I always do my best to turn off my critic brain when watching movies so that I enjoy them more, rather than trying to figure out the end. Even I saw the killers coming from a mile away, and with little else subverting my expectations, I was left largely bored.

One compliment that I've seen floating around is about how brutal this sequel was. But was it? Scream VI relies heavily on the good old stab-and-twist which was fresh and excruciating in V, but felt far less innovative over and over in this installation. Even if it had been bloodier or more violent, I think audiences were set up for disappointment by how extreme the trailer looked in comparison to the drawn out and slow-moving film we got.

While I'm alienating myself from other Scream fans anyway, I have one more thing to get off my chest. I hate Kirby. I hate her.

I remember when I was in middle school and Scream IV came out, and Kirby was my idol. She dressed cool, she acted cool, and we had a lot of the same interests. She was the first girl I'd ever seen in a horror movie who got to be a horror nerd and I loved her so much. In subsequent viewings of Scream IV as an adult, that adoration of her has not held up. She's a little mean, a little shallow, and she cares a lot about what people think for someone who pretends she doesn't. It's okay for a character to have flaws, but I struggle to remember what strengths I ever saw in her. She isn't as three dimensional as other surviving characters and isn't given enough screen time for an arc. Her one thing is that she likes scary movies, but when it's her time for the life or death horror trivia, she gets smug somehow about... not utilizing that skill at all and just shouting random titles like it's a "gotcha" against Ghostface.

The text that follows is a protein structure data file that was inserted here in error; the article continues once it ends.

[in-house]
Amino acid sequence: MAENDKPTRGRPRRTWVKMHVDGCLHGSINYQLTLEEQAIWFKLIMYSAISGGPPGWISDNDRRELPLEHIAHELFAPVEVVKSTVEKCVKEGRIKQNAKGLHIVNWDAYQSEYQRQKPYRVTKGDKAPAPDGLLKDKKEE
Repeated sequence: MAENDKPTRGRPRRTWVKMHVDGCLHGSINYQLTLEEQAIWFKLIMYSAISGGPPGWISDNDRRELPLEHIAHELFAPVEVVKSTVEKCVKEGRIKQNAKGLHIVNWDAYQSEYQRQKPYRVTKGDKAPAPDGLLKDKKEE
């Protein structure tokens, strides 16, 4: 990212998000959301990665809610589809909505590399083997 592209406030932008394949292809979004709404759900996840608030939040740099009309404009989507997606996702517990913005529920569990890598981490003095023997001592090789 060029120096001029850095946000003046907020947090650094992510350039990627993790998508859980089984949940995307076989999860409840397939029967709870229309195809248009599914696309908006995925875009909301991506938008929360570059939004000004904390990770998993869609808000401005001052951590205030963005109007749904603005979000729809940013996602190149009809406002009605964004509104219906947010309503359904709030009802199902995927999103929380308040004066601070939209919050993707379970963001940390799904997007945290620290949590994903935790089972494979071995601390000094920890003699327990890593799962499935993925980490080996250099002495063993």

Scream VI brought her back (and suddenly made her my age? Which she was not previously?) which I could have done without. It felt like more fanservice. I hoped it would at least be an opportunity to flesh out her character, but of course it wasn't. This movie was all about moving from the legacy cast to the new core team, so of course we weren't going to get more character development for her. She got to be a red herring for about five minutes, and questioned about how she moved on from the attack (which I found laugh-out-loud-funny considering her one trait in this installation is being obsessed with Ghostface killings.)

Now, I don't hate everything about this movie.

Credit where credit is due, I think the cast had better chemistry in Scream VI than it did in Scream V. Jenna Ortega matched everyone else's energy (whereas in Scream V I felt like she surpassed everyone in realism to an almost distracting degree.) The dynamics felt more substantial. Sam and Tara both had character growth in the form of self-contained arcs that showed they're growing as people over the course of these horrendous events.

It also played with a couple interesting themes of conspiracy theories and the impact that these repeated impersonators are having on the world at large. I wish they had dived deeper into those instead of explaining yet another family impacted by the actions of a killer (that came from that same family, nonetheless.)

All in all, this one left a lot to be desired for me. The trailer promised more than it ever intended to deliver and severely damaged my enjoyment of the film. (This is why I largely try to avoid movie trailers these days.) Even putting aside those disappointments with this installation, this felt more like a plea to come see Scream VII than it felt like a full slasher in its own rite.

I have so much respect for the team behind this movie, and their other work, but this one felt like a small swing and a huge miss.

Check out the You Run Podcast review here

Watch the YouTube video from our friends at Horror Fiend TV!